The Leadership Conference on Civil and Human Rights

The Nation's Premier Civil and Human Rights Coalition

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The Nation's Premier Civil and Human Rights Coalition

WH Report: Gender Pay Disparities Persist Despite Increase in Women with Higher Education

March 3, 2011 - Posted by The Leadership Conference

Despite an increase in the number of women pursuing higher education, disparities between women and men still exist in the employment sector, according to a report compiled by the Council on Women and Girls, the Office of Management and Budget, and the Economics and Statistics Administration. 

“Women in America: Indicators of Social and Economic Well-Being” details how the status of women is changing in five areas: demographic and family changes, education, employment, health, and crime and violence.

The report reveals that the number of women with bachelor and graduate degrees has surpassed men.  However, there continues to be a wage gap between women and men, with women earning approximately $0.80 for every $1.00 that men earn. Women also tend to take lower wage jobs and their relative absence is noted in the fields of science, technology, engineering, and mathematics.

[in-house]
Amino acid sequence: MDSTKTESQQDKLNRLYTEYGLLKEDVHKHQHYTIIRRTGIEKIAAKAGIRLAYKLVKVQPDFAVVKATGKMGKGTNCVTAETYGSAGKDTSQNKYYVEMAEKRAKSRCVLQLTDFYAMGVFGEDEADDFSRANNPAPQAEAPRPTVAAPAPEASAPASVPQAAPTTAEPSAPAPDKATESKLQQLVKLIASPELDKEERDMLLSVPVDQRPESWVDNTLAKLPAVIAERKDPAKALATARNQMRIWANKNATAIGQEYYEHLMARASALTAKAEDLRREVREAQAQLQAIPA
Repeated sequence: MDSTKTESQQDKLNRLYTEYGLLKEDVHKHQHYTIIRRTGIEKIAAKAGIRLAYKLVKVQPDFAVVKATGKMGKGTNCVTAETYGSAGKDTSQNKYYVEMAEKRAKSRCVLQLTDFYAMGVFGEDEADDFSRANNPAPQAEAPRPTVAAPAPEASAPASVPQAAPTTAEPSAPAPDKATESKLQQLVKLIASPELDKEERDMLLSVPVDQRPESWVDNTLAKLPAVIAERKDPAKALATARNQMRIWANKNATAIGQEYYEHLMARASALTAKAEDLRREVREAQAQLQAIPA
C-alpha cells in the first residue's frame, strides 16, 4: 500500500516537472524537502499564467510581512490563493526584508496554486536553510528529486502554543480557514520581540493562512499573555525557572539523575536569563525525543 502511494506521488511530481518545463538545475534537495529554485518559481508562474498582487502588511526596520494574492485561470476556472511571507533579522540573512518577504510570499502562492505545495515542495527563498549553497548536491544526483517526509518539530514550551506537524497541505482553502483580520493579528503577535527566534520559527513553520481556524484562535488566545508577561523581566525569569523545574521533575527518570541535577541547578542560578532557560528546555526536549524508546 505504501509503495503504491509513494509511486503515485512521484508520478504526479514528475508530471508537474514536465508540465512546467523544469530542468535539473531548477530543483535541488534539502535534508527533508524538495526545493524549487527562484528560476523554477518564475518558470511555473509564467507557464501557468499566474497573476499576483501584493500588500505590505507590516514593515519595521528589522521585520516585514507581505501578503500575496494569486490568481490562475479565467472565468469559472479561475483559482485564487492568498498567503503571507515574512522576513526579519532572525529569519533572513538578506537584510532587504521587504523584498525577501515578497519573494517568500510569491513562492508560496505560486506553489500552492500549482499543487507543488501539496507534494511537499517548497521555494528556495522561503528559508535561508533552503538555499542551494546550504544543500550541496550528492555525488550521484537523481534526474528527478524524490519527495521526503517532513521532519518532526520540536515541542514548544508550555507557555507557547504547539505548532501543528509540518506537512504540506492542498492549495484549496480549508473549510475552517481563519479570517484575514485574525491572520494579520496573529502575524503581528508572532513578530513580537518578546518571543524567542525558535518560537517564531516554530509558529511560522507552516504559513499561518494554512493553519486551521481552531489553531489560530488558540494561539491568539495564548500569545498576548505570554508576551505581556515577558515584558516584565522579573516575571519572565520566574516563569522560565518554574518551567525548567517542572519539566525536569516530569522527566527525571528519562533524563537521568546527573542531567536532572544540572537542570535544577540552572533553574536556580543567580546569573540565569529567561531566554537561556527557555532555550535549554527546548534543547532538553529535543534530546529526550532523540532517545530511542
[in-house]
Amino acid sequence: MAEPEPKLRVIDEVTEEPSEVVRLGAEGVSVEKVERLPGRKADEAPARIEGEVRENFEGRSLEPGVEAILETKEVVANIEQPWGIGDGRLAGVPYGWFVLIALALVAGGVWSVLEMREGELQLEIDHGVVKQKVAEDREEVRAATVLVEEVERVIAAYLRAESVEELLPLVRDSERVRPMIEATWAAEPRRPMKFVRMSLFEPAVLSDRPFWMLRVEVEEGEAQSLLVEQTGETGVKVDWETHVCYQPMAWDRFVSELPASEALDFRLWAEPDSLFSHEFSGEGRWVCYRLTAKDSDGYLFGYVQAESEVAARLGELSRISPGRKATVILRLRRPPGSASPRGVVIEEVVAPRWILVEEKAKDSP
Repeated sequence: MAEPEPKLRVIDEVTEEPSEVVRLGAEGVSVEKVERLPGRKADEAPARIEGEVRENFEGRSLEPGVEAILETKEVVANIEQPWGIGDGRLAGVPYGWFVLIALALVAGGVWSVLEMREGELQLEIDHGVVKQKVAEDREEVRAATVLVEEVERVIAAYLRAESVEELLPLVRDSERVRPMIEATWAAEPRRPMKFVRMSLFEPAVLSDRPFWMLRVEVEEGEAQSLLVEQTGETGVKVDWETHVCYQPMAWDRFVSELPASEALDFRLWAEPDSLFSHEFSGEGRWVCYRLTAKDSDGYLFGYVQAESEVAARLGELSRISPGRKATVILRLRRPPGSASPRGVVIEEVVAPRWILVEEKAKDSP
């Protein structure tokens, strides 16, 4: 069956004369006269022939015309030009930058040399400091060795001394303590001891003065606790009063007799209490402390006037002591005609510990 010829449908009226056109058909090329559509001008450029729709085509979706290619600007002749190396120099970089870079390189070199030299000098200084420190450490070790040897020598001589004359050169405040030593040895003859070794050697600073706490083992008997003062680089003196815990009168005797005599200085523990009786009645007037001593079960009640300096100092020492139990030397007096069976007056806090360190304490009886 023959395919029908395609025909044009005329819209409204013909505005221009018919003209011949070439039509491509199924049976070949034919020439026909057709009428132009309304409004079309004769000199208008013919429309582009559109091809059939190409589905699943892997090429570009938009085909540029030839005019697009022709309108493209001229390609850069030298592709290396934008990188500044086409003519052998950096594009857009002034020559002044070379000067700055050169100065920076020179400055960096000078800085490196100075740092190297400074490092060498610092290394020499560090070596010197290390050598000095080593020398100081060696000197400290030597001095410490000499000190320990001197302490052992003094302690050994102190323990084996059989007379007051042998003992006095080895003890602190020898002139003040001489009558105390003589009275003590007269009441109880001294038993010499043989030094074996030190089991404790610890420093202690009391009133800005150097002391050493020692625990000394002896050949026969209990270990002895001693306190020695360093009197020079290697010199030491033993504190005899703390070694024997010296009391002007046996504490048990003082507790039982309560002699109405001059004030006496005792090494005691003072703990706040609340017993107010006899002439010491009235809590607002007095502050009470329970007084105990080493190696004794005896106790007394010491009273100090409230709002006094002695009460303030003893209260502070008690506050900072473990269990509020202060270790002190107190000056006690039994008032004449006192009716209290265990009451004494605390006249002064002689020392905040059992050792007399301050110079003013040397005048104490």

According to the Council of Women and Girls, the information provided in the “Women in America” report is vital for developing and reshaping programs and policies that continue to progress women in America.  

Civil rights groups are currently pushing Congress to pass legislation that would help women workers who suffer from wage discrimination – the Paycheck Fairness Act. The Act would update and strengthen the Equal Pay Act of 1963 (EPA), which made it illegal for employers to pay unequal wages to men and women who perform substantially the same work. 

"In today's economic climate, working families are struggling to make ends meet. Women in particular are often forced to raise their families on incomes lower than male colleagues performing the same job," said Wade Henderson, president & CEO, and Nancy Zirkin, executive vice president, in a September 2010 letter to the Senate.

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